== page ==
Could someone me im & desperate

• mynameisfunk
In summary: But I can't seem to find the paper or notes I used. Thanks for the help!In summary, the statements are true.
mynameisfunk

Homework Statement

True or False, give proof or counterexample
(1) If $a_n \geq 0$ for all $n$ and $\sum a_n$ converges then $na_n \rightarrow 0$ as $n \rightarrow \infty$.
(2) if $a_n \geq 0$ for all n and $\sum a_n$ converges, then $n(a_n-a_{n-1}) \rightarrrow 0$ as $n \rightarrow \infty$.

The Attempt at a Solution

I thought i had it solved by setting $a_n$ to $1/(n^2)$

mynameisfunk said:

Homework Statement

True or False, give proof or counterexample
(1) If $a_n \geq 0$ for all $n$ and $\sum a_n$ converges then $na_n \rightarrow 0$ as $n \rightarrow \infty$.
(2) if $a_n \geq 0$ for all n and $\sum a_n$ converges, then $n(a_n-a_{n-1}) \rightarrrow 0$ as $n \rightarrow \infty$.

The Attempt at a Solution

I thought i had it solved by setting $a_n$ to $1/(n^2)$

I don't have much knowledge on infinite series from an analysis point of view. What I have is a limited knowledge from first year engineering calculus so don't take my solution for gold. However, I believe the reasoning is sound. Since you are "desperate" hopefully this will suffice.

$a_n < \frac{\epsilon}{n}$ for every $n > n_0$ since $\epsilon >0$ and the harmonic series diverges.

Thus

$na_n < \epsilon$ for $n > n_0$ . That completes the proof.

The second one is similar since the sequence is cauchy.

EDIT

So both statements are true.

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mynameisfunk said:

Homework Statement

True or False, give proof or counterexample
(1) If $a_n \geq 0$ for all $n$ and $\sum a_n$ converges then $na_n \rightarrow 0$ as $n \rightarrow \infty$.
(2) if $a_n \geq 0$ for all n and $\sum a_n$ converges, then $n(a_n-a_{n-1}) \rightarrrow 0$ as $n \rightarrow \infty$.

The Attempt at a Solution

I thought i had it solved by setting $a_n$ to $1/(n^2)$

I would think about alternating series.

Dick said:
I would think about alternating series.
Isn't a_n >= 0 .

╔(σ_σ)╝ said:
Isn't a_n >= 0 .

True. I missed that. Then think about series with LOTS of zero terms.

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Prove the contrapositive. Since $a_n\ge 0$ for all n, so is $na_n$. If $na_n$ does NOT go to 0, there must be some $a_0> 0$ such that $na_n> a_0$. That means that $a_n> a_0/n[itex]. But the harmonic series [itex]\sum 1/n$ diverges. That leads to a contradiction.

HallsofIvy said:
Prove the contrapositive. Since $a_n\ge 0$ for all n, so is $na_n$. If $na_n$ does NOT go to 0, there must be some $a_0> 0$ such that $na_n> a_0$. That means that $a_n> a_0/n[itex]. But the harmonic series [itex]\sum 1/n$ diverges. That leads to a contradiction.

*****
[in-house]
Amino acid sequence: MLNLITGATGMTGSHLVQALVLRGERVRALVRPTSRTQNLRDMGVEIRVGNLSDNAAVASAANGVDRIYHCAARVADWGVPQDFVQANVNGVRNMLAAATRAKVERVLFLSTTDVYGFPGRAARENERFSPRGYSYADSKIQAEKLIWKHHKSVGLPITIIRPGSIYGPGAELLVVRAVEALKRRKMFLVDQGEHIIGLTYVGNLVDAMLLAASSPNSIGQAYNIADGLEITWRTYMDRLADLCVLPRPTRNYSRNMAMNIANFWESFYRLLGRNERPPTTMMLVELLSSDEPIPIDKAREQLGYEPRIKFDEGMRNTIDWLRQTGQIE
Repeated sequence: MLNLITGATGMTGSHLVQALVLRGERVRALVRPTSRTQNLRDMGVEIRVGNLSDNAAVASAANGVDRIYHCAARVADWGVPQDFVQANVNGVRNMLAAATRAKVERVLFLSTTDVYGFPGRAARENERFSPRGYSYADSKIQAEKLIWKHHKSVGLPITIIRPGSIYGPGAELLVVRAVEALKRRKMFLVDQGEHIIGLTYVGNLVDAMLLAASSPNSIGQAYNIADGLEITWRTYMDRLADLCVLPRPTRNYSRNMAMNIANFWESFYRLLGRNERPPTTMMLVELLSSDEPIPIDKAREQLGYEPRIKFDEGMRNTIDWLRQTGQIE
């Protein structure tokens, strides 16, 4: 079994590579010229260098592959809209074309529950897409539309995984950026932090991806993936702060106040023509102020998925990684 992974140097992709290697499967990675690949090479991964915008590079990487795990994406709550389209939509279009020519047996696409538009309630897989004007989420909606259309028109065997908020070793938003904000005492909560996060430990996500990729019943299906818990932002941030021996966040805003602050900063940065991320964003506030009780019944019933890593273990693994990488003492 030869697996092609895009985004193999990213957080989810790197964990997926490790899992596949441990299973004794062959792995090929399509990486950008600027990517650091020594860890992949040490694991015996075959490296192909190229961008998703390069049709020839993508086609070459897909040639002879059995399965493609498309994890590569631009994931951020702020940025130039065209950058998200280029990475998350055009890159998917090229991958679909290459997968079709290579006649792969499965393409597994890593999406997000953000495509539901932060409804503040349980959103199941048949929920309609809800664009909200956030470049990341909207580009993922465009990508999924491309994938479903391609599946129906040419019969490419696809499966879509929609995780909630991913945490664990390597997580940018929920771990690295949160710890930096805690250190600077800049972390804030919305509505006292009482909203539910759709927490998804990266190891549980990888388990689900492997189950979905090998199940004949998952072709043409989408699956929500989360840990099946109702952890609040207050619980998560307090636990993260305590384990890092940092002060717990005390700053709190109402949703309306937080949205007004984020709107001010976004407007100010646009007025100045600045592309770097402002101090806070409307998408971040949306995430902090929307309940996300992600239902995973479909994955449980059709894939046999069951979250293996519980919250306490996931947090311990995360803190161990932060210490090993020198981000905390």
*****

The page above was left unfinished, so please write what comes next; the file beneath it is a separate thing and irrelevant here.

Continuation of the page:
That's not true. n*a_n doesn't have to be bounded away from zero. It just has to "NOT go to 0". Those are two different things.

Dick said:
That's not true. n*a_n doesn't have to be bounded away from zero. It just has to "NOT go to 0". Those are two different things.

There is a theorem and states that of a_n does not go to 0 then a_n is eventually bounded away from 0. If not a_n would be in every epsilon neighbourhood of 0. :-\$. I am confused !

For part a), it isn't too difficult to prove if the $$a_n$$ are monotonically decreasing, then $$n a_n \rightarrow 0$$, so you can prove that a sub-sequence of $$n a_n$$ converges to 0, but without the monotonicity I don't know...

JG89 said:
For part a), it isn't too difficult to prove if the $$a_n$$ are monotonically decreasing, then $$n a_n \rightarrow 0$$, so you can prove that a sub-sequence of $$n a_n$$ converges to 0, but without the monotonicity I don't know...

Right! If a_n=1/n if n is even and a_n=0 if n is odd then n*a_n does not converge to zero. Of course, in this example the series a_n doesn't converge. But it's not hard to fix it so a_n does converge. Put more 0's in! Just making the odd ones zero isn't enough.

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Good idea Dick. I've spent too much time trying to prove it correct

Interesting enough, I had a very similar question (well, part i), not ii) ) in my Analysis midterm that was due Wednesday. I believe I used the Cauchy-Condensation Test for i), and made some argument about na_n being bounded by 2^k a_2^k, and since the latter went to zero, so did na_n.

1. What does "im" stand for in the phrase "Could someone help me im desperate?"

"Im" is short for "I am", which is a common abbreviation used in informal communication.

2. Why do people use the phrase "im desperate" when asking for help?

The phrase "im desperate" is often used to convey a sense of urgency and desperation, indicating that the person is in immediate need of assistance.

3. Is it grammatically correct to use "im" instead of "I am" in a sentence?

While "I am" is the grammatically correct form, "im" is commonly used in informal communication such as text messages and social media posts.

4. How can someone help someone who is "desperate"?

There is no one-size-fits-all answer to this question, as everyone's situation and needs are different. However, some ways to help someone who is desperate may include listening to them, offering emotional support, providing practical assistance, and connecting them with resources or professional help.

5. Is it appropriate to use the phrase "im desperate" in a professional setting?

No, it is not appropriate to use informal language such as "im" and "desperate" in a professional setting. It is important to use proper grammar and professional language when communicating in a professional environment.

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